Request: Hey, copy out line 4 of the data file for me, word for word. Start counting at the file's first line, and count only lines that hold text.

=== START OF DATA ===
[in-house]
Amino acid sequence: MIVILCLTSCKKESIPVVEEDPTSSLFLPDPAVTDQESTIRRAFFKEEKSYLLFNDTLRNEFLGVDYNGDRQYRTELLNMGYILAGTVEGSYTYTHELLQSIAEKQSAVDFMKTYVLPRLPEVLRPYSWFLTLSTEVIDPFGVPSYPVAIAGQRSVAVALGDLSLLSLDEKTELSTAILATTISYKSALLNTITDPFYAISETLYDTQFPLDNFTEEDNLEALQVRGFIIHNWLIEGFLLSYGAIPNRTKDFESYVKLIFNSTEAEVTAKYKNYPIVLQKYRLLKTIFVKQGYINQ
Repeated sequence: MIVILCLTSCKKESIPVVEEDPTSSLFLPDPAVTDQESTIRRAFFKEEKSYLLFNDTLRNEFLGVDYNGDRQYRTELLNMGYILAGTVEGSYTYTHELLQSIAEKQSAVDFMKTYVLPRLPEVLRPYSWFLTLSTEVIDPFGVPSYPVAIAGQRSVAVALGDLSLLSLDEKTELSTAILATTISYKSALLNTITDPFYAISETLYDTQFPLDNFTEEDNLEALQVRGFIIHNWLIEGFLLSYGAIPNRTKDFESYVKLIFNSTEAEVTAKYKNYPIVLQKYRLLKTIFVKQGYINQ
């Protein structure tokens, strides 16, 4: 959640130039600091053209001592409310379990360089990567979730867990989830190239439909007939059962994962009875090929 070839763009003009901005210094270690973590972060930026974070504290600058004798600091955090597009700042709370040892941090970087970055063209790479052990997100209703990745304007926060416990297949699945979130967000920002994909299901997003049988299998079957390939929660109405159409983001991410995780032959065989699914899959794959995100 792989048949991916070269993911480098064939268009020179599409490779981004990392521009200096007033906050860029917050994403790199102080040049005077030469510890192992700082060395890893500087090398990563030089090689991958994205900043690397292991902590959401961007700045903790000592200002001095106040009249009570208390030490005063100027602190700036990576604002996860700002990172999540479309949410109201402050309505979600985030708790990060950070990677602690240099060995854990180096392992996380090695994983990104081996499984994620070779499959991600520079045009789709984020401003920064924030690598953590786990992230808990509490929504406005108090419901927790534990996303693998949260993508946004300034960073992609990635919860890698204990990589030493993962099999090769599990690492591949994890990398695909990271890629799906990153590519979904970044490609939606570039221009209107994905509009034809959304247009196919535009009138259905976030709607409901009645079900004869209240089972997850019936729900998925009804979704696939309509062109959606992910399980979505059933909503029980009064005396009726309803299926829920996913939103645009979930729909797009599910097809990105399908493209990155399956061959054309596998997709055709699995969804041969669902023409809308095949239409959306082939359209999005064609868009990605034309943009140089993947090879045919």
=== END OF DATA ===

């Protein structure tokens, strides 16, 4: 959640130039600091053209001592409310379990360089990567979730867990989830190239439909007939059962994962009875090929 070839763009003009901005210094270690973590972060930026974070504290600058004798600091955090597009700042709370040892941090970087970055063209790479052990997100209703990745304007926060416990297949699945979130967000920002994909299901997003049988299998079957390939929660109405159409983001991410995780032959065989699914899959794959995100 792989048949991916070269993911480098064939268009020179599409490779981004990392521009200096007033906050860029917050994403790199102080040049005077030469510890192992700082060395890893500087090398990563030089090689991958994205900043690397292991902590959401961007700045903790000592200002001095106040009249009570208390030490005063100027602190700036990576604002996860700002990172999540479309949410109201402050309505979600985030708790990060950070990677602690240099060995854990180096392992996380090695994983990104081996499984994620070779499959991600520079045009789709984020401003920064924030690598953590786990992230808990509490929504406005108090419901927790534990996303693998949260993508946004300034960073992609990635919860890698204990990589030493993962099999090769599990690492591949994890990398695909990271890629799906990153590519979904970044490609939606570039221009209107994905509009034809959304247009196919535009009138259905976030709607409901009645079900004869209240089972997850019936729900998925009804979704696939309509062109959606992910399980979505059933909503029980009064005396009726309803299926829920996913939103645009979930729909797009599910097809990105399908493209990155399956061959054309596998997709055709699995969804041969669902023409809308095949239409959306082939359209999005064609868009990605034309943009140089993947090879045919």